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A parent asked a discipline question. As part of my answer, I wrote the following:

By the way, I think reducing video game time is a great consequence. I personally am not a big fan of grounding, although I do recognize that many people are. The consequences I like best are the ones that aren't black/white, but a matter of degree. For example, my 12yo has been wanting more independence lately, but when he didn't come home on time on a Saturday, there was a consequence the next day. I didn't cancel what he was planning to do that day, but I did reduce the degree of independence -- in other words, I shortened the leash. I did tell him that he could try again with an independent outing again in a few weeks.

A consequence might be that the child doesn't get to come along to the grocery store (if that's something he enjoys), or that he'll have a couple of extra housework chores, etc.

A moderator removed much of this in her edit, with the comment "Please mind the personal anecdotes."

Since we are expected to substantiate our answers with either authoritative sources, or personal experience, I am confused -- how do we substantiate with personal experiences without describing any of them?

Note that in the same thread, Erica, another moderator, used information from her own parenting experience to good effect.

I would like to reinstate my contribution to the discipline as I wrote it, since the example I included was intended not to entertain but to make my statement about black and white consequences clearer. However, I would like to make sure I would not be stepping on anyone's toes by doing a roll-back.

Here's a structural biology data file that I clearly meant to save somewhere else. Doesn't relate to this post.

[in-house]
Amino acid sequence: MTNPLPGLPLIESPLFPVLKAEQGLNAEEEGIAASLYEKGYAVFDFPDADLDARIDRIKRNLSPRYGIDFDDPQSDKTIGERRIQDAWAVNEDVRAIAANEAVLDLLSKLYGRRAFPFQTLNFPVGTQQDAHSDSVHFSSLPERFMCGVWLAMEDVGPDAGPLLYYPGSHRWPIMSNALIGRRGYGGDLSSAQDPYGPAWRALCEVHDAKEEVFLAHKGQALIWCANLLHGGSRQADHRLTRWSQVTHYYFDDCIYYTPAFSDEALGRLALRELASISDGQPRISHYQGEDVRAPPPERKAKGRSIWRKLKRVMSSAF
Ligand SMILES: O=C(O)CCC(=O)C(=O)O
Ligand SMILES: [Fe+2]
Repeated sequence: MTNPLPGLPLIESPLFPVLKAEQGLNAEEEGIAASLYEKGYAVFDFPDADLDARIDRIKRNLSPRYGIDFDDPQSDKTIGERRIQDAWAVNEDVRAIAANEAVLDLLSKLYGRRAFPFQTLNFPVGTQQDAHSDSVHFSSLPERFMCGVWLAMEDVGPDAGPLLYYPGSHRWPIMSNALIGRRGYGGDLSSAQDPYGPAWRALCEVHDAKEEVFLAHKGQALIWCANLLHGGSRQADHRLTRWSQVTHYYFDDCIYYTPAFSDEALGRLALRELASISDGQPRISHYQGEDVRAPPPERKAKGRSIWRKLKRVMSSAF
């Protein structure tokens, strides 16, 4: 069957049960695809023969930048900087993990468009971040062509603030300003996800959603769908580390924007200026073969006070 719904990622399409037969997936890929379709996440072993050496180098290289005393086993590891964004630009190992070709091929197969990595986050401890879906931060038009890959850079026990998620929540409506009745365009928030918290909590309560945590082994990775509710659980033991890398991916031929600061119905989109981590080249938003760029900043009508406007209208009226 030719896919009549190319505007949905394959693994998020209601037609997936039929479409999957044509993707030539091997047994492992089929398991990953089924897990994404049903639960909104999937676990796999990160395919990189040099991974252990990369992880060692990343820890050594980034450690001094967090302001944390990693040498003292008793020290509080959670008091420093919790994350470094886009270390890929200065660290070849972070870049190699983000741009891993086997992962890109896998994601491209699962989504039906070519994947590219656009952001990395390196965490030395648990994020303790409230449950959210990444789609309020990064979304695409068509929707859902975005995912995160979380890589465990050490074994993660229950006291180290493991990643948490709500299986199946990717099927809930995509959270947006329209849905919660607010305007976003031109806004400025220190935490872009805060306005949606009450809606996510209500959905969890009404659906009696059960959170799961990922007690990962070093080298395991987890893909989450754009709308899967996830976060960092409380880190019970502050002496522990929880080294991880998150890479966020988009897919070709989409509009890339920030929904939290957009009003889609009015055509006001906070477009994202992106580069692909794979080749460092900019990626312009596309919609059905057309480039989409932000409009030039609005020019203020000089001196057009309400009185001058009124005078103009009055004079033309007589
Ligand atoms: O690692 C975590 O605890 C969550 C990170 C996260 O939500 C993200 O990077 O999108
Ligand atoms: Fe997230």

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By now you should have a pretty good sense that a moderator's edit is something you should at least take a little bit of time to think about. I'm not saying they're all perfect; I'm just saying you should ask yourself if there's something to be learned from it.

Comparing your answers to those of others who routinely contribute in a manner consistent with the site's standards (and in Erica's case, that's certainly an understatement) is valid; in fact, reading well-received answers is actually a good way to learn about a site's culture. But you should also be aware that these other users have not engaged excessively in a manner requiring a lot of guidance or moderator intervention. It may not seem fair, but users who consistently post good content become trusted users and rarely get edited.

Unfortunately, users who frequently post inappropriate content have frequent edits. A moderator does not always treat posts by such users the same way they treat a trusted user's posts. We do try to be even handed and fair, but we don't read every single post and making sure each meets site standards. When something is brought to our attention by flagging, we do see things we missed.

Someone who has posted content requiring moderator intervention will be scrutinized more closely, especially those who have been suspended and come back seeming to be posting similar content.


You wrote